De Lima appeals SC ruling over Duterte’s verbal attacks


Share on facebook
Share on twitter

Opposition Senator Leila M. de Lima today filed a motion asking the Supreme Court (SC) to reconsider its earlier resolution dismissing her habeas data petition which seeks to protect herself from President Duterte’s continued threats and verbal attacks.

In the Motion for Reconsideration filed on her behalf by her counsel, Atty. Jose Manuel “Chel” Diokno, De Lima asked the High Court to reconsider its Oct. 15 resolution which has unduly broadened the scope of presidential immunity to acts that have nothing to do with presidential powers, duties, and responsibilities.

She principally argued that the Resolution “has twisted the doctrine of presidential immunity out of all sense of meaning”.

“[T]he Resolution has twisted the doctrine of presidential immunity into a grotesque version of itself, inoculated the President from accountability for egregious conduct, and placed an insurmountable barrier to the search for truth and the vindication of basic rights,” she said in her 20-page resolution.

Last Oct. 15, the SC issued an en banc resolution dismissing De Lima’s habeas data petition, a legal remedy she sought to protect her from Mr. Duterte’s continued threats and verbal attacks against her as a human being, a woman, and a senator, 

It dismissed De Lima’s petition on the ground that Mr. Duterte is immune from any criminal, civil and administrative suit during his presidency which expires on June 2020. The SC”s resolution was only made public last Jan. 22.

De Lima, a former justice secretary, also pointed out that the Resolution has given President Duterte a “blanket license to slut-shame, discriminate, insult, offend, and bad-mouth her womanhood and assassinate her character and dignity.”

“The Resolution gives President Duterte untrammeled and unbridled power to slut-shame, discriminate, insult, offend and bad-mouth the petitioner for as long as he sits on his presidential throne,” she said.

The lady Senator from Bicol cited, for instance, that Mr. Duterte has once again resumed his verbal attacks against her during his speech on the occasion of the Ceremonial Distribution of Benefits to Former Rebels in San Isidro, Leyte, last Jan. 23, or the day after the release of the SC Resolution.

“The Resolution also gives President Duterte unchecked power to do the same to any other woman who tickles his fancy – and whoever becomes his next target will have no legal remedy at all to stop him as long as he occupies the highest position in the land.  His next target could be anyone even someone we know or someone to whom we are close to or related,” she pointed out.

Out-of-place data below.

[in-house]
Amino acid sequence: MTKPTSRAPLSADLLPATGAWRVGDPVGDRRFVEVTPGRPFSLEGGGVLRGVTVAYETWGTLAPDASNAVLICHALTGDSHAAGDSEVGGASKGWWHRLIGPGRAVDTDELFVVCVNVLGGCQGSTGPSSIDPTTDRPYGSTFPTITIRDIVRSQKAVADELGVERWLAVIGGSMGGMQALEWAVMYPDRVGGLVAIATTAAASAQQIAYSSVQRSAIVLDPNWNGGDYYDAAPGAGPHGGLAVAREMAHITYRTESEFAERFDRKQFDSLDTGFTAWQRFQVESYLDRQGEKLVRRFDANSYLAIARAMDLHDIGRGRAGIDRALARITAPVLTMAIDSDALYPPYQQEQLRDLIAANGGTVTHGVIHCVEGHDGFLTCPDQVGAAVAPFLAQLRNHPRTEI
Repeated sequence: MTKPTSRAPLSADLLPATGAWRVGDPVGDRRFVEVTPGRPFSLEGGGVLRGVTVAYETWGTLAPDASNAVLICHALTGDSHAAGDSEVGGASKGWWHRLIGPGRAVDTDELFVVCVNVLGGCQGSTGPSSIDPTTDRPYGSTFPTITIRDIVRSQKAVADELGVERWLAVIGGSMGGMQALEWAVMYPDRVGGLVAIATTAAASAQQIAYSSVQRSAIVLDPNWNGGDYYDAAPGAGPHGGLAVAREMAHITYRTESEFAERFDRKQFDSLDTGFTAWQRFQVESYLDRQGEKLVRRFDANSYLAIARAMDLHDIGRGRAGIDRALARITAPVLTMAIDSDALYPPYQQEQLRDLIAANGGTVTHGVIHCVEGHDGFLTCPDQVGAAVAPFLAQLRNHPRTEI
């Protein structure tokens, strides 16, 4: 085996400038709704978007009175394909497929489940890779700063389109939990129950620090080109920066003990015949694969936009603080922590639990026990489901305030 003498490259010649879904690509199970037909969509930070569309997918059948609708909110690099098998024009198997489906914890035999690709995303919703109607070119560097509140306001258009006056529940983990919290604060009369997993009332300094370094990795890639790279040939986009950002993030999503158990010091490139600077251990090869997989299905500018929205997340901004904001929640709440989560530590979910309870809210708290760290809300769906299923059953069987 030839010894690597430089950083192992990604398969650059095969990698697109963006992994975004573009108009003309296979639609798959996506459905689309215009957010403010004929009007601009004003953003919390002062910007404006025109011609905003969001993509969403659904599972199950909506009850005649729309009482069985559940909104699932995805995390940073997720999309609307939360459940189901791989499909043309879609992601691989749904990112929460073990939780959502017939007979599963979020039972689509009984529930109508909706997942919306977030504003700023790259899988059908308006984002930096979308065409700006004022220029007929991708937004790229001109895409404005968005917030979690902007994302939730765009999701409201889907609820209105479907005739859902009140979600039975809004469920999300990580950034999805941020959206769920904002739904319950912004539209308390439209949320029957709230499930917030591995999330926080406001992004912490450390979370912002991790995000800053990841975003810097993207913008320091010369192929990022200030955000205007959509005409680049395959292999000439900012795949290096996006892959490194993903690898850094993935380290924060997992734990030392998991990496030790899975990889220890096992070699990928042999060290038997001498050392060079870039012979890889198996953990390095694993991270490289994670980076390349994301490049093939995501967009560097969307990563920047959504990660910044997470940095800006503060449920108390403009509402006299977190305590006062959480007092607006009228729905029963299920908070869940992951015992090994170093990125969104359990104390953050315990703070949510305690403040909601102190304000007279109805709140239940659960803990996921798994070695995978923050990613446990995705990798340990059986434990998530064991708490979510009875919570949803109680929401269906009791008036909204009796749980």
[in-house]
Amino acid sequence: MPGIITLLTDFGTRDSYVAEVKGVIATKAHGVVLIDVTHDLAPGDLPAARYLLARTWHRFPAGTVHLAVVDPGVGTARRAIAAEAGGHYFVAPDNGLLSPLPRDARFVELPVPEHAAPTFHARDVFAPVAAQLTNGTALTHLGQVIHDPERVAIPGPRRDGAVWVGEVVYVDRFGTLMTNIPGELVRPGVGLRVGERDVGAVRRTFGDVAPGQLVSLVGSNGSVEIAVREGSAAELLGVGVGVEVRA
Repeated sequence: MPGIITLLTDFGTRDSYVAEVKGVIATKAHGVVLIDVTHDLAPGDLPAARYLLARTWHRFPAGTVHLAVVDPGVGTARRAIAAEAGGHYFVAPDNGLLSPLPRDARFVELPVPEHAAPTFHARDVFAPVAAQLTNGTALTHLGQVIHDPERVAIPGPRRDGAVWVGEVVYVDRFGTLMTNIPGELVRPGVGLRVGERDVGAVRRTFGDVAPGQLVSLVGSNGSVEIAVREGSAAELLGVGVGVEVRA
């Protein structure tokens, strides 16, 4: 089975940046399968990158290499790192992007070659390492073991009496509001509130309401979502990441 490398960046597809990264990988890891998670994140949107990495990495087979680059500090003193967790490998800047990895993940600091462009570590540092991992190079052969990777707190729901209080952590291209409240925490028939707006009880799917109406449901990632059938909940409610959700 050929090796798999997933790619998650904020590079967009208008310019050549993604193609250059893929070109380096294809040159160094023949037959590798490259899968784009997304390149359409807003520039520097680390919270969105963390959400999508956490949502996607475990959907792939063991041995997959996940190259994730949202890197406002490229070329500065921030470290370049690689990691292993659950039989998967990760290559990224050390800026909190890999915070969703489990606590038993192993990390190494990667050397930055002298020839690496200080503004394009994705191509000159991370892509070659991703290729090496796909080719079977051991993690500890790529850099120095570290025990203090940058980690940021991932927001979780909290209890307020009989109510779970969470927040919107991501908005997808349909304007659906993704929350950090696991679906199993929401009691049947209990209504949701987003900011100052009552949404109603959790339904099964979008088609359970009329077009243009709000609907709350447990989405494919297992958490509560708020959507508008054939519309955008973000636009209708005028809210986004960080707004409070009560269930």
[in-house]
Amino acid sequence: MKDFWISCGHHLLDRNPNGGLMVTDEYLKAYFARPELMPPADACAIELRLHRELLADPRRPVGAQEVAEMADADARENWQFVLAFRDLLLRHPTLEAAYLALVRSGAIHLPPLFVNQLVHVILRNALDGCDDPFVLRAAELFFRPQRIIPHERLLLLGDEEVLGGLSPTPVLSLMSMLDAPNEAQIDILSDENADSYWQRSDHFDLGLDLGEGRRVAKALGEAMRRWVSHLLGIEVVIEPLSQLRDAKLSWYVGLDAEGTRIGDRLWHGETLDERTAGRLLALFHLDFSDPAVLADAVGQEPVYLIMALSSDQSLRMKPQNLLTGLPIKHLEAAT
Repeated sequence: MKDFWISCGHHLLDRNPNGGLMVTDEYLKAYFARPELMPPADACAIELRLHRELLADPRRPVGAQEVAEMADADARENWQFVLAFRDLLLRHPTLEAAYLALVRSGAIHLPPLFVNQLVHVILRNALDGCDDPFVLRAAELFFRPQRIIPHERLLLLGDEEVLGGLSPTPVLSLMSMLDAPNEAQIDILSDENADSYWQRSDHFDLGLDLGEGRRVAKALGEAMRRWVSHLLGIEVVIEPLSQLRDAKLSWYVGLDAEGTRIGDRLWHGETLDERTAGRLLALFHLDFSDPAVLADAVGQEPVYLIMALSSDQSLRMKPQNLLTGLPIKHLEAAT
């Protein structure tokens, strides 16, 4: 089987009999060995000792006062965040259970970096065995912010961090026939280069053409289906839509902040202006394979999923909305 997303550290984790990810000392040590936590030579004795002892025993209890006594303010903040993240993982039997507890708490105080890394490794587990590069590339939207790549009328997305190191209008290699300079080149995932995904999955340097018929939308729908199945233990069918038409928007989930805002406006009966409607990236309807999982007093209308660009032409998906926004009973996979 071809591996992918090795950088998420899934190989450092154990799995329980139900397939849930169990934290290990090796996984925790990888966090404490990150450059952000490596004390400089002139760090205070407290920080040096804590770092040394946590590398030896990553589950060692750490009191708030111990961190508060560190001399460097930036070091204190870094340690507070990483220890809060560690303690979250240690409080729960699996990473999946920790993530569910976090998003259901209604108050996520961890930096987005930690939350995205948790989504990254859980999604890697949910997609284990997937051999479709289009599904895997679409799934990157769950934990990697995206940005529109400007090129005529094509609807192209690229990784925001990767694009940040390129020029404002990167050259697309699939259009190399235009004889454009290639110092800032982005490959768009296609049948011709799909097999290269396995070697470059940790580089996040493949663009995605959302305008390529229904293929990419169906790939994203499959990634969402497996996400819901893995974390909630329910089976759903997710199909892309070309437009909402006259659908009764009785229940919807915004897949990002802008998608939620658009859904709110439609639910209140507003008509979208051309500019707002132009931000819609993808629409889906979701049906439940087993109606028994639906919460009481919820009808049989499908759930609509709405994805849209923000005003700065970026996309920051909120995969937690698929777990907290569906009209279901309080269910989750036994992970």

In her habeas data petition, De Lima has recalled how Mr. Duterte admitted his personal grudge against her way back when she was chair of the Commission on Human Rights investigating his link with the dreaded Davao Death Squad.

Such personal and oftentimes sexist tirades against her escalate when she opened a Senate investigation into the spate of extrajudicial killings and summary executions in the administration’s all-out war on drugs, she noted.

According to her, President Duterte’s continued verbal attacks and threats also deprives her of an effective remedy in violation of her rights guaranteed under the International Covenant on Civil and Political Rights (ICCPR).

“It is not disputed that petitioner is the victim of slut-shaming, discrimination as a woman, and psychological violence perpetrated by the highest executive official of our government,” she said.

“It is not disputed that President Duterte gathered information about petition’s private life – including, by his own admission, information from a foreign government – and broadcast it to the entire nation,” she added.

De Lima, however, maintained that these acts clearly involve the wrongful collection and publication of her alleged private affairs, which she argued constitute unlawful interference with her privacy and unlawful attacks on her honor and reputation.

She said the SC’s resolution violates the ICCPR which imposes a duty on the Philippine government to provide victims of gross human rights violations with the right to an effective, prompt and adequate remedy. (30)

Office of Senator Leila de Lima
Rm. 502 & 16 (New Wing 5/F) GSIS Bldg., Financial Center, Diokno Blvd., Pasay City

Trunk Lines:
(632) 552-6601 to 70 local no. 5750

Direct Lines:
807-8489 / (Rm. 16) 807-8580 /local 8619

© 2019 Office of Sen. Leila de Lima. All rights reserved.